This game’s cover art is cute, as are its title and between-stage screens. Also, its main theme is appreciably jaunty, with a Mega Man-esque quality to it. Oh, and I basically got it for free (the person from whom I bought my PC Engine threw six games, including this one, into the package before shipping it). Sadly, those are the only positive things I can say about this particular HuCard. I have plenty of negative things to say about it, though. For starters, let’s go back to those graphics I mentioned in the first sentence of this write-up. Although I’d be hard-pressed to call them terrible, I have no such problem calling them antiquated and boring–especially when it comes to Wonder Momo‘s yawn-enducing backgrounds. As bad as the game’s visuals are, though, they’re works of art compared to its gameplay, which consists of the titular Momo high-kicking and jump-kicking one ambling, odd-looking enemy after another until she’s beaten enough of them to be whisked off to the next, claustrophobic stage. Every once in a while, a tornado whirls its way onto the scene, and if Momo touches it she turns into, well, I guess she turns into Wonder Momo. Regardless, she puts on a helmut, a pair of boots and wields some sort of hula-hoop-like weapon–and winds up barely more powerful than she was as Regular Ol’ Momo. Toss all of the above complaints into a blender and what do you get? You guessed it: A crappy beat ’em up that only should be added to your collection if your aim is to own each and every HuCard. Everyone else should avoid it like a pixelated plague.

See also: Previous PCE Reviews

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Three PC Engine games I want to like, but can’t

Although all of the games detailed in this post were developed by the folks at Namco/Namcot, don’t take that to mean that I dislike Namcot products. On the contrary, I consider some of the company’s games–especially classic ones like Dig Dug, Galaga, Mappy and Pac-Man–to be all-time favorites.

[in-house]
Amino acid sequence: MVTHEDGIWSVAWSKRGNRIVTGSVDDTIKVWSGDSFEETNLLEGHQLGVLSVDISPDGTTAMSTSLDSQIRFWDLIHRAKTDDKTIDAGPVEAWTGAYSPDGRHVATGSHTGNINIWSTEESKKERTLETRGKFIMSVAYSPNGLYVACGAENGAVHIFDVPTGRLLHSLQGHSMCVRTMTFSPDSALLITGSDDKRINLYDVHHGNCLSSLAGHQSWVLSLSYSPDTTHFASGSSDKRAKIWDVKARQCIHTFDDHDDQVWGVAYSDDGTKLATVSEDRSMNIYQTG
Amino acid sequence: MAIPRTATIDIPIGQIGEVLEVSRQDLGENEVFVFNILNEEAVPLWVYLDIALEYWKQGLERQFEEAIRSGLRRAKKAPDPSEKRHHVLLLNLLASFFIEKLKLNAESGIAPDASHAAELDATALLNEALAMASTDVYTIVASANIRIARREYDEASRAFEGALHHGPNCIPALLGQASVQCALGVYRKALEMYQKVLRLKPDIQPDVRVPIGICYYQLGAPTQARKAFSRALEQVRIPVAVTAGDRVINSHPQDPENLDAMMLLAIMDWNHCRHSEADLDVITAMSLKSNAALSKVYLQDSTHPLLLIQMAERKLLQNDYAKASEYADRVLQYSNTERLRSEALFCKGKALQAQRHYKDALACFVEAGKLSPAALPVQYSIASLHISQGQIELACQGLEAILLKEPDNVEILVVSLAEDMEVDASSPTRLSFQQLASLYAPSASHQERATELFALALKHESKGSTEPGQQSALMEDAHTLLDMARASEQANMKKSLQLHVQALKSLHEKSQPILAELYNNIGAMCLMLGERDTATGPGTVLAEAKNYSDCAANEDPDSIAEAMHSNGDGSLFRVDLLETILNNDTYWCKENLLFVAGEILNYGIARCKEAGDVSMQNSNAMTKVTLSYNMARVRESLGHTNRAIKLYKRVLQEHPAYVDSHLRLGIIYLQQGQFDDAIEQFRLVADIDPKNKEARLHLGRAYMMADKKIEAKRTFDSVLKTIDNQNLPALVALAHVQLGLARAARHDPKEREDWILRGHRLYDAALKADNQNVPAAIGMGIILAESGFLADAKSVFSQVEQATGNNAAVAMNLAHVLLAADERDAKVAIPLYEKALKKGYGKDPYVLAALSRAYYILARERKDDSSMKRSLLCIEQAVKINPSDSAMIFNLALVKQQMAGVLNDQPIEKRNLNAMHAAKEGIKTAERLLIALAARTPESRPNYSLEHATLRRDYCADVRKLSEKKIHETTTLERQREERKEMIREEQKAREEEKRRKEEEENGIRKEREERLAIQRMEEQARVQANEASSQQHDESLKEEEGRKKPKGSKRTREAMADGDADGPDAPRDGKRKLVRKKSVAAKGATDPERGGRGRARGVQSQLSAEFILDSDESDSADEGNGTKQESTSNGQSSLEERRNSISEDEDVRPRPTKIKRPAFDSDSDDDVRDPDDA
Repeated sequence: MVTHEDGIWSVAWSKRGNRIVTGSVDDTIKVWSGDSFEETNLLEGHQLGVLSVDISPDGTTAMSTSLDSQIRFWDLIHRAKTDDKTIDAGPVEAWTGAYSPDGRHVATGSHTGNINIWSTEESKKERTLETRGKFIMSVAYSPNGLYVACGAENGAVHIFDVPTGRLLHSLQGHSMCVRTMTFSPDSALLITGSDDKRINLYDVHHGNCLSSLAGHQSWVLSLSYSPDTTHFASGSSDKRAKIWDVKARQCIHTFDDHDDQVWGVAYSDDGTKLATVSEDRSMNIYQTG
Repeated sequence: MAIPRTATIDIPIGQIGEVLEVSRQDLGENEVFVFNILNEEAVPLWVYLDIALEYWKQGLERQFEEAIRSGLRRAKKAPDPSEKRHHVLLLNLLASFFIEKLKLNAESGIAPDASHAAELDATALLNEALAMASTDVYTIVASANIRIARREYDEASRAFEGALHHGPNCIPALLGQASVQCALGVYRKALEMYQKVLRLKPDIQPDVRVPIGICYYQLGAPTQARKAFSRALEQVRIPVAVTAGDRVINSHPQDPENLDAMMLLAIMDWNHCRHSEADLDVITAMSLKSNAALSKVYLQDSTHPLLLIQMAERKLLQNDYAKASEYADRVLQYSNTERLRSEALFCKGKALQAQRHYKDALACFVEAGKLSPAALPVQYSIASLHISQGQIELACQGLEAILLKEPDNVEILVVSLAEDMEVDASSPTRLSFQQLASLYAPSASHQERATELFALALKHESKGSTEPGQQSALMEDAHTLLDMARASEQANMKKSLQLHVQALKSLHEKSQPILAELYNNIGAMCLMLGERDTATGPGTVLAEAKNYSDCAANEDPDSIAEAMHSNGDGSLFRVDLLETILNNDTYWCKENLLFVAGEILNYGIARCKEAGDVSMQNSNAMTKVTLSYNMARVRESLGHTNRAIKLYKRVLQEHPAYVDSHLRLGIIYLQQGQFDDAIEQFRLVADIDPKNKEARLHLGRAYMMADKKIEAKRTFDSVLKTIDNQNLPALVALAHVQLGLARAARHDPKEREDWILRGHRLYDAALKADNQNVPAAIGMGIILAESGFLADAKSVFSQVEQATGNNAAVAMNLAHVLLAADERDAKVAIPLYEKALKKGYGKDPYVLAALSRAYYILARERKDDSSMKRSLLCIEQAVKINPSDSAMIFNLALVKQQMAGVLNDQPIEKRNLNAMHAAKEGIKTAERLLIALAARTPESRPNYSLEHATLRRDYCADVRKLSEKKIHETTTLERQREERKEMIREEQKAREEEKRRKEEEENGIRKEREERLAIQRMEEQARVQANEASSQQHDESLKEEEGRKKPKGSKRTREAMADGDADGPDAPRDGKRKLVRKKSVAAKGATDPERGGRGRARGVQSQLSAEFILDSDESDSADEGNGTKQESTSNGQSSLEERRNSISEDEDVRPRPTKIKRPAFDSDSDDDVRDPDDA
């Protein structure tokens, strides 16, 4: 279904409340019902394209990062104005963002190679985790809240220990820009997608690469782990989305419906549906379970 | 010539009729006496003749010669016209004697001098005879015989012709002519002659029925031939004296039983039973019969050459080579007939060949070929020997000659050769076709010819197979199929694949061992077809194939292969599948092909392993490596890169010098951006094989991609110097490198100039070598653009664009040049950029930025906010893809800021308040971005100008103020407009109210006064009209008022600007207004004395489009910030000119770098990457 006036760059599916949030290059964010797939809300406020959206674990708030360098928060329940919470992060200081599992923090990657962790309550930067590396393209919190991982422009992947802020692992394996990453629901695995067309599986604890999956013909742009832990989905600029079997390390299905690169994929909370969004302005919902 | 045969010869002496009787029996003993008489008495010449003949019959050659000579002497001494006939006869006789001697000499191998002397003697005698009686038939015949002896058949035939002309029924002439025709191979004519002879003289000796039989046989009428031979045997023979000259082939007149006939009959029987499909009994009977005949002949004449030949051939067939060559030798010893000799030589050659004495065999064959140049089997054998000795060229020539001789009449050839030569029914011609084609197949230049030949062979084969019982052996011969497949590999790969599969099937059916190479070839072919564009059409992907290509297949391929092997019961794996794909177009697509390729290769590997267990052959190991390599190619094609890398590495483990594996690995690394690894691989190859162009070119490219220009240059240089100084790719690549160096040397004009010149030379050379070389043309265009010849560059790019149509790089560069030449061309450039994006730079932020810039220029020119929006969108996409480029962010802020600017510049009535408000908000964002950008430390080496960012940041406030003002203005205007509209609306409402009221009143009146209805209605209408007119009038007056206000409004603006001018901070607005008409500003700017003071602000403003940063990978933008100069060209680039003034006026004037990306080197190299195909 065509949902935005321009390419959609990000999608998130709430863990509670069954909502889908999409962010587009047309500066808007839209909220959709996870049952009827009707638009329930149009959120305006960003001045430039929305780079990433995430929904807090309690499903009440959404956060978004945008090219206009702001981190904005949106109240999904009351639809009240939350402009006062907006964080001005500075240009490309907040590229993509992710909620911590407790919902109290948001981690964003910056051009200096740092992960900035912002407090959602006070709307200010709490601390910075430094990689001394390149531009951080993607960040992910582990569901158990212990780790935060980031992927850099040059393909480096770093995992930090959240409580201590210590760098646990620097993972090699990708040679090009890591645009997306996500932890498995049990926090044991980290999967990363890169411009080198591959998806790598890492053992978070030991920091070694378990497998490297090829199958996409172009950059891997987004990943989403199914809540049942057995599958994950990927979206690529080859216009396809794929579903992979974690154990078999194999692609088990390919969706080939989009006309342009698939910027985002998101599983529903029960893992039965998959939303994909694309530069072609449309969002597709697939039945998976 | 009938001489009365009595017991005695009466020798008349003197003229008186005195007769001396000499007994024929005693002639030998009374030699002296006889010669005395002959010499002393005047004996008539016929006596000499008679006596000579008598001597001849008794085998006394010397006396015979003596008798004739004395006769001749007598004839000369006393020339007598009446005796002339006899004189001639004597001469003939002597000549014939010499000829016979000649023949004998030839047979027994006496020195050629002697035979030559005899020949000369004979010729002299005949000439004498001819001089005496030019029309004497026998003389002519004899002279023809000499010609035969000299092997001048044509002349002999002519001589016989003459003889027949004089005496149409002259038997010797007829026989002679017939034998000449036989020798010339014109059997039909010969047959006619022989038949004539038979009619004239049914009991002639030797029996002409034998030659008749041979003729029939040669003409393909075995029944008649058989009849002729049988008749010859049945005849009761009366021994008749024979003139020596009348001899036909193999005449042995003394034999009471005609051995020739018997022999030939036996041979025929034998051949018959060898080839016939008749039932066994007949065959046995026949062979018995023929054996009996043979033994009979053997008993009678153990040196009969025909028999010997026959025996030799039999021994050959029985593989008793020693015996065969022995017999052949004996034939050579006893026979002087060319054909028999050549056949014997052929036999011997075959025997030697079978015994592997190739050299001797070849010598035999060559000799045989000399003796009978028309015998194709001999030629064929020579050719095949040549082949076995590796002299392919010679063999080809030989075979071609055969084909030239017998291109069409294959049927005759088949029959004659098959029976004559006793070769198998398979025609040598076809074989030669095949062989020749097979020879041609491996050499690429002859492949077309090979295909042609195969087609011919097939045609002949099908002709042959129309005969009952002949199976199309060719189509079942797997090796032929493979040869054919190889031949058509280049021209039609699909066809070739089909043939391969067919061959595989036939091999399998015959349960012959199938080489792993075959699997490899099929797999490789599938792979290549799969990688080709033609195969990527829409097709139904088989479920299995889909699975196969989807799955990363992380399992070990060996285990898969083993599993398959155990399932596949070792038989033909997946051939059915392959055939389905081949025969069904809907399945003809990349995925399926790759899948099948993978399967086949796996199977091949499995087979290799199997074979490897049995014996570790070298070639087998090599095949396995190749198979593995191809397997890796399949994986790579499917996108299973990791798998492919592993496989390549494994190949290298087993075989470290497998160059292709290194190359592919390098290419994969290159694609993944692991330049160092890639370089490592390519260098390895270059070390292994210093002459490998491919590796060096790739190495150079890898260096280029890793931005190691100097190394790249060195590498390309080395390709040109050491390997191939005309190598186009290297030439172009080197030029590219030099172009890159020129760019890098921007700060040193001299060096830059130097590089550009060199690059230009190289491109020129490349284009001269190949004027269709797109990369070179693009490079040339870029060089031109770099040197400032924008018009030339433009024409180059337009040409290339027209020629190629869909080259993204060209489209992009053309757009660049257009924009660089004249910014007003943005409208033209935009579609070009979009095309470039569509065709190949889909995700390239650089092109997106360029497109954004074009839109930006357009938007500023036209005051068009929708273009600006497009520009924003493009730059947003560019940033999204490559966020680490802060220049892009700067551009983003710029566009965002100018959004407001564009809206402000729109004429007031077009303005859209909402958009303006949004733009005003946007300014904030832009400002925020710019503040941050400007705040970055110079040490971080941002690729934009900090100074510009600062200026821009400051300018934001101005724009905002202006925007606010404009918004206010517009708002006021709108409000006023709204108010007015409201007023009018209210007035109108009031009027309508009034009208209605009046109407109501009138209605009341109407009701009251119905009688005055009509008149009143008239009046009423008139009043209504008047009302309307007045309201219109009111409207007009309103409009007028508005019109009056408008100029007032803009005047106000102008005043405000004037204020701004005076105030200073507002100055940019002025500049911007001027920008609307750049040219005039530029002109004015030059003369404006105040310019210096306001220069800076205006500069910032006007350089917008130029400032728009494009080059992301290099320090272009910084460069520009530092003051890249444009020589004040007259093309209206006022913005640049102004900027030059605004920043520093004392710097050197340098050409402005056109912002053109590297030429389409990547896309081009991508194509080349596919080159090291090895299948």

That said, the following trio of PC Engine releases are games that I’d love to call all-time favorites but can’t for a number of reasons.

1. Barunba (1990)

Why I want to like it: The game’s logo is pretty spiffy (I mean, it even has stars where the letters’ holes should be), as is its overall cover art, which showcases what seems to be Barunba‘s raison d’etre–its globe-shaped ship with its rotatable weapons.

Why I can’t: Unfortunately, said cover art is, by far, the best thing about this forced-scrolling shmup. Its graphics can only be described as ugly, and its sound effects are just this side of ear-splitting. The worst part of this pixelated package, though, is that it’s flat-out boring thanks in large part to some overly long and uninspired levels.

2. Pac-Land (1989)

Why I want to like it: I distinctly remember seeing this game for the first time in a local arcade. “It’s like Pac-Man mixed with Super Mario Bros!” I thought with equal parts amazement and wonder. Superficially, that thought was spot-on, as Pac-Land looks exactly like you’d expect a Pac-Man-based platformer from the 8-bit era to look.

Why I can’t: Then I played it. To say I wasn’t as impressed as I thought I’d be would be a massive understatement. The graphics are pretty dull, but I’d happily put up with them if the gameplay weren’t even duller–not to mention overly difficult. That rather brutal combination keeps me from playing it more than once or twice a year–and even then I only do so for a few minutes (which is how long it takes me to remember that the game is an absolute turd).

3. Wonder Momo (1989)

Why I want to like it: I hate to sound like a broken record, but Wonder Momo shares a number of traits with Barunba. Specifically, it has cute cover art … and that’s about it. OK, so it also has a cute protagonist.

Why I can’t: A cute protagonist doesn’t mean much, though, when the game she stars in is a complete and utter bore. It means even less when said game features iffy controls (Wonder Momo‘s jump kick is the worst offender here) and yawn-inducing enemy designs and backdrops.

I can’t publish this post without mentioning that I originally intended to include The Tower of Druaga, too, but after picking up and playing it for the first time in a number of months (if not years) I discovered that the game isn’t as bad as I thought it was. In fact, I now quite like it–although I can understand why many feel otherwise.